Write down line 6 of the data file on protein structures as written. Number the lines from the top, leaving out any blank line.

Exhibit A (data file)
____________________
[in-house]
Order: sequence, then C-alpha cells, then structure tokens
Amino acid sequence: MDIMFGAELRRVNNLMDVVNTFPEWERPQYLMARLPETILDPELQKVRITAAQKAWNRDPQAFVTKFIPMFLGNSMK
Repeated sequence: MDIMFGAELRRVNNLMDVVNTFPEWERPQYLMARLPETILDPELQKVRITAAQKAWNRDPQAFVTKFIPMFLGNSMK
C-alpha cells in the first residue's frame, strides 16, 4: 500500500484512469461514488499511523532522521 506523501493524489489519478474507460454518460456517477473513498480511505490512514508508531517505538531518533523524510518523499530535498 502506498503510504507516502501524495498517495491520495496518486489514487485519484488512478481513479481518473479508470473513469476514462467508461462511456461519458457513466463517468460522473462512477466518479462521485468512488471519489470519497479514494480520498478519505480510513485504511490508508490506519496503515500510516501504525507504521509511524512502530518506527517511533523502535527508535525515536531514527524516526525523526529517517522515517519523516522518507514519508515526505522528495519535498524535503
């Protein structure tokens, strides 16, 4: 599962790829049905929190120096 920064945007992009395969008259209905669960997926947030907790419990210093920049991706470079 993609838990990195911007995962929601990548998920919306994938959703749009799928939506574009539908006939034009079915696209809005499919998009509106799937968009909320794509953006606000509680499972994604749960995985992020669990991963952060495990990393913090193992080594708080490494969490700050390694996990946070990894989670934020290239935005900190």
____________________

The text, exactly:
């Protein structure tokens, strides 16, 4: 599962790829049905929190120096 920064945007992009395969008259209905669960997926947030907790419990210093920049991706470079 993609838990990195911007995962929601990548998920919306994938959703749009799928939506574009539908006939034009079915696209809005499919998009509106799937968009909320794509953006606000509680499972994604749960995985992020669990991963952060495990990393913090193992080594708080490494969490700050390694996990946070990894989670934020290239935005900190």